Company responds to violations by asking for permission to emit more pollution
By Summit Voice
FRISCO — Environmental groups say numerous and ongoing violations of the Clean Air Act stemming from Shell’s ongoing efforts to drill for oil in the Arctic Ocean are yet another sign that the company isn’t prepared to operate in the pristine environment off the north coast of Alaska.
Most recently, the EPA issued notices of violation for failures to install required air pollution control technology, for failures to maintain and calibrate the equipment it is using and for violating emission standards set to protect human health and ambient air quality.
During a September inspecting on the Discover, EPA officials found that callibration devices to be used for measuring stack emissions “were still in their shipping containers and had not yet been used by the technician performing the weekly testing required by the Permit … ”
Read the notice of violation for the Discoverer here.
“Shell’s operations this summer repeatedly violated the terms of its air permits,” said Earthjustice attorney Colin O’Brien, who is battling in court over Shell’s air quality permits.
“Both the Discoverer and Kulluk were cited by EPA for violating’ numerous’ conditions of their air permits. The Discoverer violated its original permit, and also violated the more lenient interim limits of the administrative compliance order that EPA issued at the start of the drilling season,” O’Brien said in a statement. The notice of violation for the Kulluk is online here.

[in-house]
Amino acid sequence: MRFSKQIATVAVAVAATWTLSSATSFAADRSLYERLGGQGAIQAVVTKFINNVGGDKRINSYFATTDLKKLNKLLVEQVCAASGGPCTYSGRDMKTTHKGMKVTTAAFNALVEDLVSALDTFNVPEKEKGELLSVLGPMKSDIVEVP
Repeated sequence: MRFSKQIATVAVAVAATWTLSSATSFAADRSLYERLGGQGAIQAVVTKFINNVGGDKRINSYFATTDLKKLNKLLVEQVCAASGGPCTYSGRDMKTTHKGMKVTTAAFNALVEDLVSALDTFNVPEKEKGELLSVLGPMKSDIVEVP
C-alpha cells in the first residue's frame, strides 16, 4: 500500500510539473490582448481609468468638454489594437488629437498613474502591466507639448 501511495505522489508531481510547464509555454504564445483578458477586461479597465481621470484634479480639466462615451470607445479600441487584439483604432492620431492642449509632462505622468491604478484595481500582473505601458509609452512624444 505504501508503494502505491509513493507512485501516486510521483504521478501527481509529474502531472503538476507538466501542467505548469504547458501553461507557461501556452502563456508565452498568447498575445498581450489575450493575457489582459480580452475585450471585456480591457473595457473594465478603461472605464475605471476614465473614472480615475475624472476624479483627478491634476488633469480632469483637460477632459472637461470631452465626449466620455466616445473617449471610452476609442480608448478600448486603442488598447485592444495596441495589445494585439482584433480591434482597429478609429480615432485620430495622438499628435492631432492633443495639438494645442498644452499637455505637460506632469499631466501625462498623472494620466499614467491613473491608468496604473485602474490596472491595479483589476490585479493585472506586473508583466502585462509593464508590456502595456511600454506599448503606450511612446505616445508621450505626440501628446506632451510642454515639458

O’Brien said the EPA could negotiate penalties or a consent decree with Shell to address the violations. He explained that Shell has also requested changes to its permits, asking to emit more pollutants, including an additional 30 tons of nitrogen oxides.
It may not sound like much, but it shows that, incrementally, the environmental impacts of Arctic drilling are likely to creep upward on the charts.
O’Brien explained that the permits, issued under the Clean Air Act, are aimed at protecting both human health and ambient air quality in the pristine Arctic environment.
“The violations speak to a lack of conscientious management,’ he said.
The EPA violation notices indicate that Shell was conscientious about reporting some of the violations, but also that the company failed to install and maintain other required pollution control equipment.
“The permit limits reflect a cap on pollution limits for the entire enterprise, and for individual components … They’ve had several bites at this apple and haven’t been able to get it right,” O’Brien said.
“All told, for the Discoverer’s 43 days of operation, Shell filed 32 reports detailing permit violations. On at least 25 occasions, the reported violations entailed pollution emissions that exceeded the levels allowed by the permit or compliance order. The emission limits were intended to prevent Shell from polluting at unhealthy and environmentally consequential levels. Shell’s response has been to request that its air permit for the Discoverer be weakened further,” he said.
“The bottom line is that the Obama administration acted in too much haste last year when it gave Shell permits to drill for oil in the Arctic Ocean. That seems clear now, with EPA withdrawing their permission for the Discoverer after Shell apparently ignored the lenient air pollution rules the company itself negotiated,” he concluded.